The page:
Album Reviews

The Clash – Live At Shea Stadium

(Sony) UK release date: 6 October 2008


clashThis concert album shows The Clash at the peak of their powers as live performers. Unlike 1999’s From Here To Eternity: Live, which was a compilation of different gigs, Live At Shea Stadium captures the band on one particular occasion: 13 October 1982, when they were opening for The Who‘s farewell tour of the States.

Retrospectively, the album has a slightly elegiac quality as it records The Clash just before they fell apart. Playing soon after the release of their fifth album Combat Rock – the last on which lead singer Joe Strummer, lead guitarist Mick Jones, bassist Paul Simonon and drummer Topper Headon all featured – Headon had already been replaced by the band’s original drummer Terry Chimes and Jones would be thrown out the following year. This is not a greatest hits parade but it’s a good overview of The Clash’s career as it includes songs from every period.

After Kosmo Vinyl, the band’s road manager and concert producer, has introduced them on stage by whipping up the audience with his cockney patter, “We ain’t got no baseball tonight – but will you welcome all the way from London…”, the band go straight into London Calling, the apocalyptic title track of their classic double album, which is the one most heavily represented here.

During Police on My Back (from their overrated triple album Sandinista!), Strummer berates people at the back for “yapping” and “putting us off the song” but usually the band are content to let the music do the speaking for them. Everyone is in fine form, playing in unison with no sign of the divisions which would soon split them up.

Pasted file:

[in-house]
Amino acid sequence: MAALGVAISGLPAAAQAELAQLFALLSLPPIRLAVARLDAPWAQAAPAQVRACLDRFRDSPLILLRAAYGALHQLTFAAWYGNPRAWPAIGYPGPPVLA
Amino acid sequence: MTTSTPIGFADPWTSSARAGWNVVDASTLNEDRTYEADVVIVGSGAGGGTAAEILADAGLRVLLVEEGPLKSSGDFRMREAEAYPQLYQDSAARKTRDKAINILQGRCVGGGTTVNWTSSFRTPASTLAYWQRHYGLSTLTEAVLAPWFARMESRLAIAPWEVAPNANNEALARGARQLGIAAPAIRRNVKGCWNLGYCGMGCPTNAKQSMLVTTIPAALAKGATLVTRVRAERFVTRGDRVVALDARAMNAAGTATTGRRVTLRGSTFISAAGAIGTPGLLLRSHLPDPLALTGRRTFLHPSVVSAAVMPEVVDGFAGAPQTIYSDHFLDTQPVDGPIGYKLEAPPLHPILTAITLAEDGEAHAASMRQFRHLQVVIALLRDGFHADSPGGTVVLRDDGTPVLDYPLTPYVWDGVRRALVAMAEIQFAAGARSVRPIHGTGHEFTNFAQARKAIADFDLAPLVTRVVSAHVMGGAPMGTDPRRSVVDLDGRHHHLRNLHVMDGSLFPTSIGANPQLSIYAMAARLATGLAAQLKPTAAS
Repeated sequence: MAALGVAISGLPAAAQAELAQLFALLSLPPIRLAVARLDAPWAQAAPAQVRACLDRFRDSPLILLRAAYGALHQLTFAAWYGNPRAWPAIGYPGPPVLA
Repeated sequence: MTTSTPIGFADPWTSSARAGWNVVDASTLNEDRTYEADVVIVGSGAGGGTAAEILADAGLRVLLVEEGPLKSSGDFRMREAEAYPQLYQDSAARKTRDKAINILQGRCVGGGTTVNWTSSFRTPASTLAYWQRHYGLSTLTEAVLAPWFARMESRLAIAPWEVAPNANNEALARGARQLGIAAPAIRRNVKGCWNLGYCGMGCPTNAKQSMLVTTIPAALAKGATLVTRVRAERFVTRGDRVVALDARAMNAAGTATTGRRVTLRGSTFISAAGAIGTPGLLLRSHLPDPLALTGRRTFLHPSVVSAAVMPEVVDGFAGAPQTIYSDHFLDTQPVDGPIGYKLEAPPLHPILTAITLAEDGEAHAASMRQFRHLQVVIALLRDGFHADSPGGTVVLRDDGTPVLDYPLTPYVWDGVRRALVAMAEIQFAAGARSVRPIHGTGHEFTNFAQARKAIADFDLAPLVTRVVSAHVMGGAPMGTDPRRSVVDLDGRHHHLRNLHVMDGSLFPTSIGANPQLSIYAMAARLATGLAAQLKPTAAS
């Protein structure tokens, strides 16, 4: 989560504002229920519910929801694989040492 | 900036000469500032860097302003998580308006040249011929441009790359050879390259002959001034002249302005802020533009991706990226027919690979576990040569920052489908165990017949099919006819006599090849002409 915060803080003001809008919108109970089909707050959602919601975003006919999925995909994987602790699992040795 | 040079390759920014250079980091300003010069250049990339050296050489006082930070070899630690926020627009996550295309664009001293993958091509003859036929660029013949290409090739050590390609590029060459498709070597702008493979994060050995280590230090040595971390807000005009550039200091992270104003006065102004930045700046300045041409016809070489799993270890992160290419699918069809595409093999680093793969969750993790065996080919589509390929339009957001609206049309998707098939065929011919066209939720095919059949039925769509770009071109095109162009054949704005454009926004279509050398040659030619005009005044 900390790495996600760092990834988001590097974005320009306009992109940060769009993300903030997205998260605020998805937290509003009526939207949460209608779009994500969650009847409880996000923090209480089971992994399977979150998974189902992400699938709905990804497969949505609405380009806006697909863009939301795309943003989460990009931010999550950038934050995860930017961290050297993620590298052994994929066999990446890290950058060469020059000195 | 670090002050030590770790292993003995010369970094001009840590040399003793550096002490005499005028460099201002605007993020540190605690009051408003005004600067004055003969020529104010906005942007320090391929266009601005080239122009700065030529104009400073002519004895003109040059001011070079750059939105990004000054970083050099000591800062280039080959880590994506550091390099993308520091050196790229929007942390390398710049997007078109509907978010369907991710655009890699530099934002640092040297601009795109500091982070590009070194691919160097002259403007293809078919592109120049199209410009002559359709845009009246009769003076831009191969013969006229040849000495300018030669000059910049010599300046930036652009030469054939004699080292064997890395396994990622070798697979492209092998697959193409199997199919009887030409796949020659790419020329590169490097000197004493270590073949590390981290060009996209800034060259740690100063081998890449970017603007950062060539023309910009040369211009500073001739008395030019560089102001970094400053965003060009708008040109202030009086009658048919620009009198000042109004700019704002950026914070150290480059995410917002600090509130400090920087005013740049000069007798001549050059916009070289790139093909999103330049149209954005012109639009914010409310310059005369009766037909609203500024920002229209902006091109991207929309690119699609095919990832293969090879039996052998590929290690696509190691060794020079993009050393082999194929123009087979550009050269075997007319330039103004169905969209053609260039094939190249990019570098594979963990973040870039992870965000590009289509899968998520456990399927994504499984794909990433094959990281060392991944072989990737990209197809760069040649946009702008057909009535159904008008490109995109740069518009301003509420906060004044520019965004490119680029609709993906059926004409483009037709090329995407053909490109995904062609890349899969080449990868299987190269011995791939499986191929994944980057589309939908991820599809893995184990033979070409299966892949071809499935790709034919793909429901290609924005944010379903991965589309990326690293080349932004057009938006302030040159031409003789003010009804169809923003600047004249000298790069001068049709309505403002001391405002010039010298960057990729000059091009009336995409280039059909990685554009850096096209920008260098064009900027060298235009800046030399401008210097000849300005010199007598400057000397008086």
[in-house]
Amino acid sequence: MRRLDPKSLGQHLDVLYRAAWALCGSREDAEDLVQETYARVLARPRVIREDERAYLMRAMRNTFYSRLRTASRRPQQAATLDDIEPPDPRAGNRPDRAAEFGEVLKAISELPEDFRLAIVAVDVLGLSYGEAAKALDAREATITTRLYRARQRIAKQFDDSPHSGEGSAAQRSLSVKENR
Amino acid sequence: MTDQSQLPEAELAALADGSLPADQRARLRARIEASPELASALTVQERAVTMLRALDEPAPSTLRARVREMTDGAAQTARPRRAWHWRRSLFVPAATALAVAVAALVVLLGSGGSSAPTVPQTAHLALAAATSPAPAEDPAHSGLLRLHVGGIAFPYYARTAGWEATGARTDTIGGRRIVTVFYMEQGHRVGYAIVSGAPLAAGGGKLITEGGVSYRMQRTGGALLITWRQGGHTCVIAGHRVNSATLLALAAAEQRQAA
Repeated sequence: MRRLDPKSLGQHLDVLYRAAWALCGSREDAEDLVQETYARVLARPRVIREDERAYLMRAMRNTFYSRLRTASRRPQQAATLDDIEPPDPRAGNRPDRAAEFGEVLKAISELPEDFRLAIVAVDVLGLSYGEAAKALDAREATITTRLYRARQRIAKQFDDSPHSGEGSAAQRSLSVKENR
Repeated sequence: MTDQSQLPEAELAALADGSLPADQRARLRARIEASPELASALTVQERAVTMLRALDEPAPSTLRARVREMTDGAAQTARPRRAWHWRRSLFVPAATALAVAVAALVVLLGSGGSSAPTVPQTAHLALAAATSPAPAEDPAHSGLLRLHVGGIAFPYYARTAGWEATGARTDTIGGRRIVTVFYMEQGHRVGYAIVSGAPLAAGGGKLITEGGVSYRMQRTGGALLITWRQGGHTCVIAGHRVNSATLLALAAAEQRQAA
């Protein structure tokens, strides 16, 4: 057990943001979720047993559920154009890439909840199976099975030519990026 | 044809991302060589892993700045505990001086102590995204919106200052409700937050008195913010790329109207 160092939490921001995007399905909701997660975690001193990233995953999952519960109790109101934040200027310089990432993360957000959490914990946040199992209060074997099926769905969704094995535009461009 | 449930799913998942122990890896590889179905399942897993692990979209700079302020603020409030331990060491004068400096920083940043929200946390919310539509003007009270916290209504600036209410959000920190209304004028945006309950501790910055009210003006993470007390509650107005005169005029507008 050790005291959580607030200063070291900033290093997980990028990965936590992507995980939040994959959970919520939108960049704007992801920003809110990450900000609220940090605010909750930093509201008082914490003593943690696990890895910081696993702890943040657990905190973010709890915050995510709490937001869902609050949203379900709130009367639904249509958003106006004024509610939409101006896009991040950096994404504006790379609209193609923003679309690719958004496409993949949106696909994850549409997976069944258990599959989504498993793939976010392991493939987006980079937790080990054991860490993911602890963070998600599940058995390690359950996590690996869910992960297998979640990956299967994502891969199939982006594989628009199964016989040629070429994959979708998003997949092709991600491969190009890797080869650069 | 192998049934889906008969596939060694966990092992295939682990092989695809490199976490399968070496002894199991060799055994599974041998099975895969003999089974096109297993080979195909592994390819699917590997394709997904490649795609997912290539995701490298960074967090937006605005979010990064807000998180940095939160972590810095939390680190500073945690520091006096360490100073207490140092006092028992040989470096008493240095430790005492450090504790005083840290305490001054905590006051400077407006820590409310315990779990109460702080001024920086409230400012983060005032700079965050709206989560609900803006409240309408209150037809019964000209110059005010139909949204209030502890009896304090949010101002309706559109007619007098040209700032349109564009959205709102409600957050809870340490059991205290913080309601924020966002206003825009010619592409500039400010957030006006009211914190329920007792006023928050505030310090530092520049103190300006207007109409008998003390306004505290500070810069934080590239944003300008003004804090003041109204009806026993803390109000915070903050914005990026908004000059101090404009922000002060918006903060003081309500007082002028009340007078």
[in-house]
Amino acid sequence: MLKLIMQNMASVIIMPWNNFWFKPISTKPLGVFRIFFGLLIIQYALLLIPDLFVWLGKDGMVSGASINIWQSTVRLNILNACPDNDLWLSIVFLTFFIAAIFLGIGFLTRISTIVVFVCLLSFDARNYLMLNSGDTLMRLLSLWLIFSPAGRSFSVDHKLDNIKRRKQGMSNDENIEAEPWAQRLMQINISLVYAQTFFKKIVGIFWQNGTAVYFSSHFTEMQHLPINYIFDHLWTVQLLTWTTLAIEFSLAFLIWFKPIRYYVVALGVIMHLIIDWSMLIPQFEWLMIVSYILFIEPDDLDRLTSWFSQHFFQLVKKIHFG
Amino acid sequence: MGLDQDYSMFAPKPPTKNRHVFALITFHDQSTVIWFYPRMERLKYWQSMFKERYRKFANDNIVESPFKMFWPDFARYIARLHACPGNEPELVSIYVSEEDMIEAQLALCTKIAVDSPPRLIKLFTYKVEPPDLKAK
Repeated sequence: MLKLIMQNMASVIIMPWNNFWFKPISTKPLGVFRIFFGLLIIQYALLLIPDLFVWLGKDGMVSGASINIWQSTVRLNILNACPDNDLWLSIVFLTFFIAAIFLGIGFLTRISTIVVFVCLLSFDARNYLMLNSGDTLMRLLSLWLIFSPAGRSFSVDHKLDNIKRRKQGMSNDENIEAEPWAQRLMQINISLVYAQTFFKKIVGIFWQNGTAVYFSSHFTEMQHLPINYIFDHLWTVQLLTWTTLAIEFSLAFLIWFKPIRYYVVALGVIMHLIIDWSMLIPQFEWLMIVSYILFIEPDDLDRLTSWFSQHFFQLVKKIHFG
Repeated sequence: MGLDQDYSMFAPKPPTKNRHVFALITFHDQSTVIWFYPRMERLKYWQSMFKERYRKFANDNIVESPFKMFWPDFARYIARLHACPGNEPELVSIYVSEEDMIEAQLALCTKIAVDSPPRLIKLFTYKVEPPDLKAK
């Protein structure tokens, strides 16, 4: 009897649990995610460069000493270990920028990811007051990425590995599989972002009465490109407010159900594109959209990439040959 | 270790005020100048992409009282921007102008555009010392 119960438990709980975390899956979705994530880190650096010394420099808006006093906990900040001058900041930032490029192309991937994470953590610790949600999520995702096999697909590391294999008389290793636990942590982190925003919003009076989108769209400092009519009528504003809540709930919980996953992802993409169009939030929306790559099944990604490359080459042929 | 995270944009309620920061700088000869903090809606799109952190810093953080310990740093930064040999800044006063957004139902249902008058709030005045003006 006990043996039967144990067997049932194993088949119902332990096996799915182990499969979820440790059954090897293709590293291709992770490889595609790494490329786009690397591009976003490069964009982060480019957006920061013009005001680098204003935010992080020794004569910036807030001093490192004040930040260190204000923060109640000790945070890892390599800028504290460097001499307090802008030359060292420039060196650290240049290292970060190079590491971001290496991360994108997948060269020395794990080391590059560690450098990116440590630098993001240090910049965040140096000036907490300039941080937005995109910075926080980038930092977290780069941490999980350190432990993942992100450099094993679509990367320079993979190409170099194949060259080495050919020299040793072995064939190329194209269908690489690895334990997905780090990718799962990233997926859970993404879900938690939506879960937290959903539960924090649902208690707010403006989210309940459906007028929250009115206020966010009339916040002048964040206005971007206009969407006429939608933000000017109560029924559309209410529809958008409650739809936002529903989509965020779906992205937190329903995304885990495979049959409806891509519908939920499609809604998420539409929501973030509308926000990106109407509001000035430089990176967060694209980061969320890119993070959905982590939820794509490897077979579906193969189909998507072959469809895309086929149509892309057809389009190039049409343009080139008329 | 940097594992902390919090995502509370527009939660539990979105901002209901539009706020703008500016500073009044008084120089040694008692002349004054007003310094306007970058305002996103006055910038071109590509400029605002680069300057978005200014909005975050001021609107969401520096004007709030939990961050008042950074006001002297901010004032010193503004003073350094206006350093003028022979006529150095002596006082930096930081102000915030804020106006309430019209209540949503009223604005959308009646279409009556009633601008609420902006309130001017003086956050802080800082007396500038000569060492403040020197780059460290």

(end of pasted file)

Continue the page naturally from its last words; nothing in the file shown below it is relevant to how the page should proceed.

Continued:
Simonon takes lead vocals for his own song Guns Of Brixton, with pumping bass upfront on this brooding reggae account of Brixton discontent which foreshadowed the 1981 riots. The aggressive punk of Tommy Gun (taken from second album Give ‘Em Enough Rope), with its repeated rat-a-tat bullet-fire tattoo on the drums, evokes a similarly violent mood.

There’s a change of tack with The Magnificent Seven, a funky critique of American-style consumerism, which segues into the dub reggae of Armagideon Time, which in turn slides smoothly into a reprise of The Magnificent Seven – a tasty sandwich at the heart of the album. Still in dance mode is the Arabic-flavoured Rock The Casbah, a Top 10 hit Stateside that goes down a storm with the audience.

After a rare love song, Train In Vain, comes Career Opportunities, a return to the first album for a dose of angry political punk for which The Clash became best known. Spanish Bombs, is a rousing commemoration of Republicans fighting in the Spanish Civil War, while the anti-capitalist Clampdown hits home hard.

“Here’s a song your granddaddy would know” is how Strummer introduces English Civil War, The Clash’s own punky version of the American Civil War song When Johnny Comes Marching Home, with its updated anti-war lyrics. A storming performance of Should I Stay or Should I Go?, ignited by the famous opening guitar chords, sees Mick Jones singing about an explosive relationship. And their pulsating cover of Sonny Curtis And The Crickets‘ I Fought The Law, which gave The Clash their first real airplay in the USA, seems a fitting way to end the set.

The New York Mets may have just played their last baseball game at the Shea before the stadium is demolished, but this album is a stirring testament to a rock venue that began with The Beatles concert in 1965. It is, more importantly, a fine record of a dynamic live performance by a hugely influential band who transcended their punk origins.


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